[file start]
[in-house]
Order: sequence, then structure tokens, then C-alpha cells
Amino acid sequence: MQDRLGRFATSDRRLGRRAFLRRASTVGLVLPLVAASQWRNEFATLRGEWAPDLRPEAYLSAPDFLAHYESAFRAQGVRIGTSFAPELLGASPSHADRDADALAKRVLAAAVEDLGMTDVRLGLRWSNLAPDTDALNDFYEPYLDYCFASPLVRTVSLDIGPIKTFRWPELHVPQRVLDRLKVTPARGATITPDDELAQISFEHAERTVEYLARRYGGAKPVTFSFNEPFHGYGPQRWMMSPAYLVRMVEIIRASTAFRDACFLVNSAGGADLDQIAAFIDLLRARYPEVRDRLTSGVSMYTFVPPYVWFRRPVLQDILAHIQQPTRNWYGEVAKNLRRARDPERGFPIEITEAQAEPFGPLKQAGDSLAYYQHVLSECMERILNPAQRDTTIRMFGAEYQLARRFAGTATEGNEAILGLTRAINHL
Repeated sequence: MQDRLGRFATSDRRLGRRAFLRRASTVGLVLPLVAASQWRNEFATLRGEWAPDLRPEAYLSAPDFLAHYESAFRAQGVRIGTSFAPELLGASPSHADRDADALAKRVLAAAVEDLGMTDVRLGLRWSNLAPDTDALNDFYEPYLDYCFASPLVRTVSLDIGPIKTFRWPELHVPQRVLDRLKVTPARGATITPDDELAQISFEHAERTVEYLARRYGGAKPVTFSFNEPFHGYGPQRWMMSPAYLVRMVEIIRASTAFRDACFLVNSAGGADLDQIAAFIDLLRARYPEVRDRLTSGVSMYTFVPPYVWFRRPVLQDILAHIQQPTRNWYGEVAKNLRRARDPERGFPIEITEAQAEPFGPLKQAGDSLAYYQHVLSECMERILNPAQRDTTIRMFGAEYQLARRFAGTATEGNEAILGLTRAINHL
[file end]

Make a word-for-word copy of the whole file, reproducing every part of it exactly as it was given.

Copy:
[in-house]
Order: sequence, then structure tokens, then C-alpha cells
Amino acid sequence: MQDRLGRFATSDRRLGRRAFLRRASTVGLVLPLVAASQWRNEFATLRGEWAPDLRPEAYLSAPDFLAHYESAFRAQGVRIGTSFAPELLGASPSHADRDADALAKRVLAAAVEDLGMTDVRLGLRWSNLAPDTDALNDFYEPYLDYCFASPLVRTVSLDIGPIKTFRWPELHVPQRVLDRLKVTPARGATITPDDELAQISFEHAERTVEYLARRYGGAKPVTFSFNEPFHGYGPQRWMMSPAYLVRMVEIIRASTAFRDACFLVNSAGGADLDQIAAFIDLLRARYPEVRDRLTSGVSMYTFVPPYVWFRRPVLQDILAHIQQPTRNWYGEVAKNLRRARDPERGFPIEITEAQAEPFGPLKQAGDSLAYYQHVLSECMERILNPAQRDTTIRMFGAEYQLARRFAGTATEGNEAILGLTRAINHL
Repeated sequence: MQDRLGRFATSDRRLGRRAFLRRASTVGLVLPLVAASQWRNEFATLRGEWAPDLRPEAYLSAPDFLAHYESAFRAQGVRIGTSFAPELLGASPSHADRDADALAKRVLAAAVEDLGMTDVRLGLRWSNLAPDTDALNDFYEPYLDYCFASPLVRTVSLDIGPIKTFRWPELHVPQRVLDRLKVTPARGATITPDDELAQISFEHAERTVEYLARRYGGAKPVTFSFNEPFHGYGPQRWMMSPAYLVRMVEIIRASTAFRDACFLVNSAGGADLDQIAAFIDLLRARYPEVRDRLTSGVSMYTFVPPYVWFRRPVLQDILAHIQQPTRNWYGEVAKNLRRARDPERGFPIEITEAQAEPFGPLKQAGDSLAYYQHVLSECMERILNPAQRDTTIRMFGAEYQLARRFAGTATEGNEAILGLTRAINHL